Great engineering support can make difficult development situations seem like a walk in the park. Several major vendors of MOSFETs offer amazing support resources for design work, analysis work, regulatory agency work, supply-line optimization work, and many others.
For example, many vendors now offer computer applications that can be used to design common circuits using their flavors of MOSFET. Larger vendor websites also offer Spice simulation models and CAD files. The reduction in design completion time realized by these tools can be huge.
When support for a part is lacking, a frustratingly limited amount of information is available from the manufacturer's employees. Sometimes they don’t know much more than you do about their employer's new product. Even if they're scheduled to attend training sessions, that is no help when your design deadline is in a matter of days.
Educational resources allow the user to gain a more complete knowledge of the part, which can facilitate maximum performance designs. Most every textbook, magazine, website, database, and library covering electronics today contains large amounts of resources on the use of MOSFETs.
GaN Transistor Resources vs. MOSFET Resources
A one-to-one comparison of the characteristics of both types of transistors does show some substantial differences.
|Bandgap||MOSFETs have a lower bandgap||GaN junctions have a higher bandgap||Thermal noise must be higher to spill over the bandgap, so GaNs can run hotter without losing performance.|
|Switching||Junction capacities are much smaller||Supports nano-second switching|
|Conductive Channel||The conductive channel must be doped "n" type||HEMET = High Electron Mobility Transistor — no doping required in the conductive channel||Reduces electron scattering, which reduces on-state resistance and self-heating. Therefore, GaN transistors can be smaller for the same output.|
|Structure||Somewhat complex structure||Simpler semiconductor stack structure||Simpler and smaller = cheaper|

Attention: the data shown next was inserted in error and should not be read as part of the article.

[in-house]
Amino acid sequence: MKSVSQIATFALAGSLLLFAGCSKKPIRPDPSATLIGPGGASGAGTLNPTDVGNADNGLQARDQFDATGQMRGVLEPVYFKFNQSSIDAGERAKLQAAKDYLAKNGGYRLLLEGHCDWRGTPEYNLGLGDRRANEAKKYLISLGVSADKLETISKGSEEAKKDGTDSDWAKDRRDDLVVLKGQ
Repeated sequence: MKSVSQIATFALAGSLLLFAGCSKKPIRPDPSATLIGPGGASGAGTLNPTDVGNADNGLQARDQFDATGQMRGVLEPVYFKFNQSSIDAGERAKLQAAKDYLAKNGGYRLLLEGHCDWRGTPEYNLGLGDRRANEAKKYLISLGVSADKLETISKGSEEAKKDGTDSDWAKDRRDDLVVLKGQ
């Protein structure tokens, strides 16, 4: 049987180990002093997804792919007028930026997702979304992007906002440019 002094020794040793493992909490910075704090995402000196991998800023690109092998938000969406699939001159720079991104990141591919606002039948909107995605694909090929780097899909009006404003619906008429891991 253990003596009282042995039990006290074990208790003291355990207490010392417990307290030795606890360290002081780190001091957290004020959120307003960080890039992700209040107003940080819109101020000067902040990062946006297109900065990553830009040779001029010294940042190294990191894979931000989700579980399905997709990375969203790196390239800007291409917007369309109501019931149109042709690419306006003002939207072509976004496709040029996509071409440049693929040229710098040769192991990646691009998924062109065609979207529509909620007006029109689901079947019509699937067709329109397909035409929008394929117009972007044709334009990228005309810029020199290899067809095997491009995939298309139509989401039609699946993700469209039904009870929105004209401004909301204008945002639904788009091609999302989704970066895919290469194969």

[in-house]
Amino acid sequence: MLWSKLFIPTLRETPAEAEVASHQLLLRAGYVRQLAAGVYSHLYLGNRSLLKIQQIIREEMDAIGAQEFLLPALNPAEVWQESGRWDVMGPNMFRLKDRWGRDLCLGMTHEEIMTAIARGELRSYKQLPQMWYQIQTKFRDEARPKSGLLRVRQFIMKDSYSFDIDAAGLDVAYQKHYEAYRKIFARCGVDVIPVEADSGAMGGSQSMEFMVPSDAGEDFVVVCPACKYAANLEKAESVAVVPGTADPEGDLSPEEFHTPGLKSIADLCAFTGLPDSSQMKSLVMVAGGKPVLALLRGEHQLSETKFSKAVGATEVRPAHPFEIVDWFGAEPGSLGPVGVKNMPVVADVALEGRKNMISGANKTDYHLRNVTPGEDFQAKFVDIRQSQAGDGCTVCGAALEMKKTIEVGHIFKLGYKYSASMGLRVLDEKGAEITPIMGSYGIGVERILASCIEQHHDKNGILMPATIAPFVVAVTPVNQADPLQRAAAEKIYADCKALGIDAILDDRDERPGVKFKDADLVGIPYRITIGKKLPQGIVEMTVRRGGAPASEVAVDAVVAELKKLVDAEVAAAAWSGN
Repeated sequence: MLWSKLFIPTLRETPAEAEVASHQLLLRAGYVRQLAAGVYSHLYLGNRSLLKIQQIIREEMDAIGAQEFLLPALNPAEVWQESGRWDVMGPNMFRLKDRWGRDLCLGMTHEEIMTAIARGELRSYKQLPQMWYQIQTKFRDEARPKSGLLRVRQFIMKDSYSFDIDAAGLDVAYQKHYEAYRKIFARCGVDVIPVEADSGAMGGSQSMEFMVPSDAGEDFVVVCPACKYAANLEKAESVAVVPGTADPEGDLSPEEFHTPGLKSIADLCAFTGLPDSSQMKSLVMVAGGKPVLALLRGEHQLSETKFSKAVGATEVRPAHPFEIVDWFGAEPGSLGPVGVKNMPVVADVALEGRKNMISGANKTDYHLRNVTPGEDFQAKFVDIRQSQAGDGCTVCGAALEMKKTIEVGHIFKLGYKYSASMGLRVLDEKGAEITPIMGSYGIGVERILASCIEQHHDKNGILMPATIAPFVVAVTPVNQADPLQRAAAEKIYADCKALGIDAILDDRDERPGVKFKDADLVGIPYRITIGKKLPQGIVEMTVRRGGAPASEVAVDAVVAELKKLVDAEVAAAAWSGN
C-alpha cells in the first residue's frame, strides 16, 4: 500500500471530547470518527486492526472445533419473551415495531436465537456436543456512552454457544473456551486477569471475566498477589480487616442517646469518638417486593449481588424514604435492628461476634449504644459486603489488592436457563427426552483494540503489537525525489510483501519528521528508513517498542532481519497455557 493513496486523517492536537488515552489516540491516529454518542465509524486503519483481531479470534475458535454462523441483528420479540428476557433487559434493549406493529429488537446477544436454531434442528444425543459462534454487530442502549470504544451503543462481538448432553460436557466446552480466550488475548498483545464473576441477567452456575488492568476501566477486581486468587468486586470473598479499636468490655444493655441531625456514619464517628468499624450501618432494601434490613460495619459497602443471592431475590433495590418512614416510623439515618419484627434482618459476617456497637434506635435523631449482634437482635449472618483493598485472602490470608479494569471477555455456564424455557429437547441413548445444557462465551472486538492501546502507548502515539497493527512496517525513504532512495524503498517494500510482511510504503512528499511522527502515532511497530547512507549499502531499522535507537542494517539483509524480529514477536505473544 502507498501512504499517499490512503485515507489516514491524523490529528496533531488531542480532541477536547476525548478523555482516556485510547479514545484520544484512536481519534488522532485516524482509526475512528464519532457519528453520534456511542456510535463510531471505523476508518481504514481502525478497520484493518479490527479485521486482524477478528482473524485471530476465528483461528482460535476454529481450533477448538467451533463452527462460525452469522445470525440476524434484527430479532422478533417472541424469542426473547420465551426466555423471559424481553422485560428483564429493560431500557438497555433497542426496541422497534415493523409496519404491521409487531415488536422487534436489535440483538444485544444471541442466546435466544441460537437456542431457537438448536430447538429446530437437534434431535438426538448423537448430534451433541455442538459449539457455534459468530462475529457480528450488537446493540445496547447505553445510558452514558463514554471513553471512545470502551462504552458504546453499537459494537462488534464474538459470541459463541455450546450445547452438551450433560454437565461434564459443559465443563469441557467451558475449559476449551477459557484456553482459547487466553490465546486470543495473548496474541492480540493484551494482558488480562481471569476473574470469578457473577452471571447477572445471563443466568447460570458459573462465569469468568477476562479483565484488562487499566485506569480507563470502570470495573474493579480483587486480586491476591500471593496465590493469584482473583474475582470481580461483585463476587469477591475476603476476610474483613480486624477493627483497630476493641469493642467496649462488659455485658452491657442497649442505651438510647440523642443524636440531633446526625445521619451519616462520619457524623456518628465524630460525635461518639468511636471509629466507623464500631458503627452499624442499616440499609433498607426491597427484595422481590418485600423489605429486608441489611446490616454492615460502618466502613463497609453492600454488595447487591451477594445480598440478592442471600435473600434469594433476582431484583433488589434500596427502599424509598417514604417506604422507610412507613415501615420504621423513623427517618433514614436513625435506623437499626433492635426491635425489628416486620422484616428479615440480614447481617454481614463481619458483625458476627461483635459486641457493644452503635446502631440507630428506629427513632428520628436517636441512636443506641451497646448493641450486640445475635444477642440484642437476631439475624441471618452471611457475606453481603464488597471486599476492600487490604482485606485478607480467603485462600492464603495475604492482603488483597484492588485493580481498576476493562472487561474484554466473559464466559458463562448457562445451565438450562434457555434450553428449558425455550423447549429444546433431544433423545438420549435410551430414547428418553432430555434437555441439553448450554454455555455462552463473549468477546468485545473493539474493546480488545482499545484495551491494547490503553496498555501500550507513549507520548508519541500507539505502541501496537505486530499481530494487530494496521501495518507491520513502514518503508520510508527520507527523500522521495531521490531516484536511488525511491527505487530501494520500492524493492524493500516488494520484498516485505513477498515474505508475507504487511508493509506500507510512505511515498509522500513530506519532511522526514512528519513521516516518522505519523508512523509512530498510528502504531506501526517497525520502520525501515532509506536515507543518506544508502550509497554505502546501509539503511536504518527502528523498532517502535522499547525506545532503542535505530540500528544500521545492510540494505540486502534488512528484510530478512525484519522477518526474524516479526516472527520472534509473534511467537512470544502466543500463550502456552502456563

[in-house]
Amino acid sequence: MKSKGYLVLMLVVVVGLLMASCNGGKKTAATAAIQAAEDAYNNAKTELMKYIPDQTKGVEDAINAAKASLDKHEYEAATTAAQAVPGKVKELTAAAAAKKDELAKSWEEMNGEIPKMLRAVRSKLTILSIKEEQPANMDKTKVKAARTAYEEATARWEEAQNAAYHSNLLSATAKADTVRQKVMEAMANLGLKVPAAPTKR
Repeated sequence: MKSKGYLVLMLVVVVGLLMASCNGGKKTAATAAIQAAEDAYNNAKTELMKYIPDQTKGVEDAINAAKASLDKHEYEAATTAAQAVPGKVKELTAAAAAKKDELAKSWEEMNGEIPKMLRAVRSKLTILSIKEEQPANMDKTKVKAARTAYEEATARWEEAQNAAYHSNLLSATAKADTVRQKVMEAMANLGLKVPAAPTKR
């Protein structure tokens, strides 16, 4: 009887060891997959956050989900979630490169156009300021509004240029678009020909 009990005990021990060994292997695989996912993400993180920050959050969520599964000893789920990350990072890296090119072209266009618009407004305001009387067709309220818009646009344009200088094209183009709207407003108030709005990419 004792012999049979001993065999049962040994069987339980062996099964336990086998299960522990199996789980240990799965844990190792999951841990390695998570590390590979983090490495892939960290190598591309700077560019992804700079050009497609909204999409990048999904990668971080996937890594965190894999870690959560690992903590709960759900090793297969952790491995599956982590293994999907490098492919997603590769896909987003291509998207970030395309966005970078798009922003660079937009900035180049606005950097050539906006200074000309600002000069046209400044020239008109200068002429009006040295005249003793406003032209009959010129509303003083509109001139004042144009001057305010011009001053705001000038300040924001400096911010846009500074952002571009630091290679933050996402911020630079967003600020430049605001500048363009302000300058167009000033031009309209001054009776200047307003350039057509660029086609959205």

|Selection||6,000 p/n's ON DK||42 p/n's||Discrete p/n's|
6V - 1,700V
.1 - 557A
0 - 20V
15V - 600V
.5A - 90A
Max drain-source voltage range
Max drain current
Gate drive voltage
|Innovation||MOSFETs have overlapped many GaN advantages||GaN built on silicon — best of both worlds||Due to innovation, special MOSFETs have better Rds-ON than GaN.|
|Support||Extensive and very good||Limited but strong quality||GaN support is rare, but it is of very high quality where it is available.|
Venues are saturated
Mentioned in new classes and books
GaN Design Resources: It's Just a Matter of Time
In spite of their impressive properties and rapidly growing use by OEM manufacturers, GaN transistors are still suffering from the vicious cycle that plagues all new things: they are not used commonly because they are not well-known.
Image 3: The cross-section of a GaN Transistor.
Manufacturers and vendors must develop more GaN design resources to reach the convenience level of MOSFET design resources. Designers need to discover their wonderful properties and use them in newer, more common designs. It’s just a matter of time.
About the Author
Over his successful 35-year-long career in electrical engineering, Scott Wolf received higher praise for his writing abilities than he did for his notable engineering skills. Scott’s superiors, colleagues, and friends regularly asked him to edit or write critically important business reports, documents, and correspondence.
Scott started his own business three years ago providing engineering consultation, freelance editing, persuasive writing, technical writing, online copy-writing, and correspondence writing services for a variety of clients and e-zine sites.
For example, if one looks up a fix for a Windows error online, Scott may have ghostwritten the solution. As an example of international writing exposure, Scott has written for an Australian electrical “tradie” e-zine after performing extensive research into Australian cultural, technical, and electrical-code norms.
His baccalaureate degree in electrical engineering from Purdue University equipped him to approach a very wide range of technical and scientific topics. Many years of business writing provided Scott with a deep understanding of goal-oriented writing and methods of persuasion.